12:17 p.m. ET: Stocks mixed as session rolls on
Here were the main moves in markets, as of 12:17 p.m. ET:
S&P 500 (^GSPC): -3.64 points (+0.12%) to 2,957.55
Dow (^DJI): -21.85 points (-0.09%) to 23,575.52
Nasdaq (^IXIC): +51.99 points (+0.56%) to 9,284.94
Crude (CL=F): -$0.48 (-1.51%) to $31.34 a barrel
Gold (GC=F): +$9.40 (+0.54%) to $1,743.80 per ounce
10-year Treasury (^TNX): -3.3 bps to yield 0.709%
10:26 a.m. ET: Mnuchin expects ‘economic conditions to improve’ in second half of the year
Treasury Secretary Steven Mnuchin said Tuesday he anticipates “economic conditions to improve in the third and fourth quarters” this year. Mnuchin spoke during testimony alongside Federal Reserve Chair Jerome Powell before the U.S. Senate Banking Committee Tuesday morning.
The Coronavirus Aid, Relief and Economic Security Act (CARES) Act has already unleashed some $200 billion in credit support so far for businesses and individuals amid the pandemic, and has still more capital “to expand these as needed,” Mnuchin added.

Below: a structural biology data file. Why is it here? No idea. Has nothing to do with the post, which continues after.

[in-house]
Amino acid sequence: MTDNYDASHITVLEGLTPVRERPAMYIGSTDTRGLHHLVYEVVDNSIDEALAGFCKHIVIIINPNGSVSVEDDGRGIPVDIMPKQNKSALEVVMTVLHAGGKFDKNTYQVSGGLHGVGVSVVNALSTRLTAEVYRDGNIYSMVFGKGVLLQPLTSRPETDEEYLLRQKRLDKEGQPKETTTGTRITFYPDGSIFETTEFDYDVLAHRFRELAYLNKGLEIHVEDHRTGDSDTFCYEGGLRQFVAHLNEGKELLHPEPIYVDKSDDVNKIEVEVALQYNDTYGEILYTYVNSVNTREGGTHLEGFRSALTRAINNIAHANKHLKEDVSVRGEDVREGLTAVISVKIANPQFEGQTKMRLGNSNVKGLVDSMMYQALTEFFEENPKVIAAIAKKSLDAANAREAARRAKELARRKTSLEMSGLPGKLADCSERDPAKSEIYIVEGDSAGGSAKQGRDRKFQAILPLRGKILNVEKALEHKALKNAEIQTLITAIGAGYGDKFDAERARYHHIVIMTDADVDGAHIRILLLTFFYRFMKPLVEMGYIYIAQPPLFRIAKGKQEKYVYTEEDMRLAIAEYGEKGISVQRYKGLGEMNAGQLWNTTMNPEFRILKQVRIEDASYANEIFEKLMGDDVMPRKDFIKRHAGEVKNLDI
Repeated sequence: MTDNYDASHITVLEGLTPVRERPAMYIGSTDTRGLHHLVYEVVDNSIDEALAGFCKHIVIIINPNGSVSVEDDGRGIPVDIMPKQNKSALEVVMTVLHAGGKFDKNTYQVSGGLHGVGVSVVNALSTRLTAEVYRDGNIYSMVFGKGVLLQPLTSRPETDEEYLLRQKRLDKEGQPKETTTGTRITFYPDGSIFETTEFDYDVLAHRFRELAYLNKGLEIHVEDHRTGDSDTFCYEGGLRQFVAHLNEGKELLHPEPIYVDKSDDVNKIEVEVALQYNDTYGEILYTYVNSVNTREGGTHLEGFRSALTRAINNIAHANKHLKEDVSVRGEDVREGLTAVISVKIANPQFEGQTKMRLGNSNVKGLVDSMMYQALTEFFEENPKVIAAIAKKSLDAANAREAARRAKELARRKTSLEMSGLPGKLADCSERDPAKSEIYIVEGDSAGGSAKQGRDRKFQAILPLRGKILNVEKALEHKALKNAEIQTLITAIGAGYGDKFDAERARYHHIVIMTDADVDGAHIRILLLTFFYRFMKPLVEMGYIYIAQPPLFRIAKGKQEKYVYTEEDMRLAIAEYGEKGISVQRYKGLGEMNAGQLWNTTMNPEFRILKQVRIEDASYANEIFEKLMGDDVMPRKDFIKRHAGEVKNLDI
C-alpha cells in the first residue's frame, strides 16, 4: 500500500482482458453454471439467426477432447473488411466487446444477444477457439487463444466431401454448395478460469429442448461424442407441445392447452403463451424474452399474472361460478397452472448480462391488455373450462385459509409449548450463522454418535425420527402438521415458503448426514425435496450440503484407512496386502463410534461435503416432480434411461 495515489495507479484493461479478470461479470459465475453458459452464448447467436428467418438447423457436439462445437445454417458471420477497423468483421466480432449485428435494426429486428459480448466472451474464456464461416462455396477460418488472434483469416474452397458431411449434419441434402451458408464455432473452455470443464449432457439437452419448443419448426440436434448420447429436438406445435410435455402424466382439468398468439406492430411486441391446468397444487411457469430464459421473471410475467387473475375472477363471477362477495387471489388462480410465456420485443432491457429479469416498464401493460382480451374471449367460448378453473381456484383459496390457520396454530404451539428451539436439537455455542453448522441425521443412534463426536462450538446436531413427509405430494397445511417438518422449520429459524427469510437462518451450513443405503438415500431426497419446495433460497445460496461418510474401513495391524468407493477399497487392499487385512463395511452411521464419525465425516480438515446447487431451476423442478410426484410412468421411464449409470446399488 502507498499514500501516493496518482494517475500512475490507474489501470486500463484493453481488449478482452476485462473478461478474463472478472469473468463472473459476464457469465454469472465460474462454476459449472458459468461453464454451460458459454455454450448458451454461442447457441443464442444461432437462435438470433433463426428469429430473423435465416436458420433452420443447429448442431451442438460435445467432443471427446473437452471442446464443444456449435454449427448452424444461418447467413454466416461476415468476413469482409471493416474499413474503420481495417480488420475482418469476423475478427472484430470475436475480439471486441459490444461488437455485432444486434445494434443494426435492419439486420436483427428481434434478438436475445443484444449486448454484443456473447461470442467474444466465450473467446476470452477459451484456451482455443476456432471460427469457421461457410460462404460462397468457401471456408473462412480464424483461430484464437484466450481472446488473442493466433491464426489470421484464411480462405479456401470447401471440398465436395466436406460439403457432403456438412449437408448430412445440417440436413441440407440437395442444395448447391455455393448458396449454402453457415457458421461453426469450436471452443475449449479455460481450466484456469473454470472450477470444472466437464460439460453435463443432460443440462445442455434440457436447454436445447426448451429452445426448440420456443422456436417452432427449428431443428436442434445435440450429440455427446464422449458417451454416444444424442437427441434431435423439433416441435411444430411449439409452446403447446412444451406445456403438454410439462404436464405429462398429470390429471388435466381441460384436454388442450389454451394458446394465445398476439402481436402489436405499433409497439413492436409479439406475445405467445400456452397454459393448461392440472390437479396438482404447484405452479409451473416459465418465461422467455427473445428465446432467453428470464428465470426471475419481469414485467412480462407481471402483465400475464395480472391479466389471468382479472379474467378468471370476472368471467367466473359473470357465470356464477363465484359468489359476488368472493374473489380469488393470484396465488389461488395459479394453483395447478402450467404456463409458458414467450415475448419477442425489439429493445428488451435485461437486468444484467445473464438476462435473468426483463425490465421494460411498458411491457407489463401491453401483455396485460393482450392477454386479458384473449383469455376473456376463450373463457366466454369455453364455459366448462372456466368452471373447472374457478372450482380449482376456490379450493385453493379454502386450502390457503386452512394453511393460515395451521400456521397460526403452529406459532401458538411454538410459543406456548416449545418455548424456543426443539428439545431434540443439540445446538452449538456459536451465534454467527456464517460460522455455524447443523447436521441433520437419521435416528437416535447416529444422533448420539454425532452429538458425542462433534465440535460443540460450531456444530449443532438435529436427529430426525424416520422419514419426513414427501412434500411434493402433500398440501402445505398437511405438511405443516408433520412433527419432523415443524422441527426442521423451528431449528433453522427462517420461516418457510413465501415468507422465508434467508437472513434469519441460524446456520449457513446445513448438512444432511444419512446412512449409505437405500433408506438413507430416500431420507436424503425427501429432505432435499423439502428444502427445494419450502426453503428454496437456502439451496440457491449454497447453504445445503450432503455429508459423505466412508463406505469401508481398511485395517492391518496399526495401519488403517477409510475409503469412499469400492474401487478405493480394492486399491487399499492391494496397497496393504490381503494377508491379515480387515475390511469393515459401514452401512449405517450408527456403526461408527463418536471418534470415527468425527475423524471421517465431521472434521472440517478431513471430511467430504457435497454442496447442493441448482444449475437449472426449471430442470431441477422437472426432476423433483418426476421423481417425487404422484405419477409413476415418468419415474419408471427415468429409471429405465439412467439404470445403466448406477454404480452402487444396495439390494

Shortly thereafter, Mnuchin added, “We are fully prepared to take losses in certain scenarios” from funds that are yet to be distributed as part of the CARES Act.
9:43 a.m. ET: Nasdaq sends Luckin Coffee delisting notice after accounting fraud
Luckin Coffee (LK) disclosed Tuesday it received a delisting notice from the Nasdaq on May 15, with the exchange citing “public interest concerns as raised by the fabricated transactions disclosed by the Company in a Form 6-K on April 2, 2020.”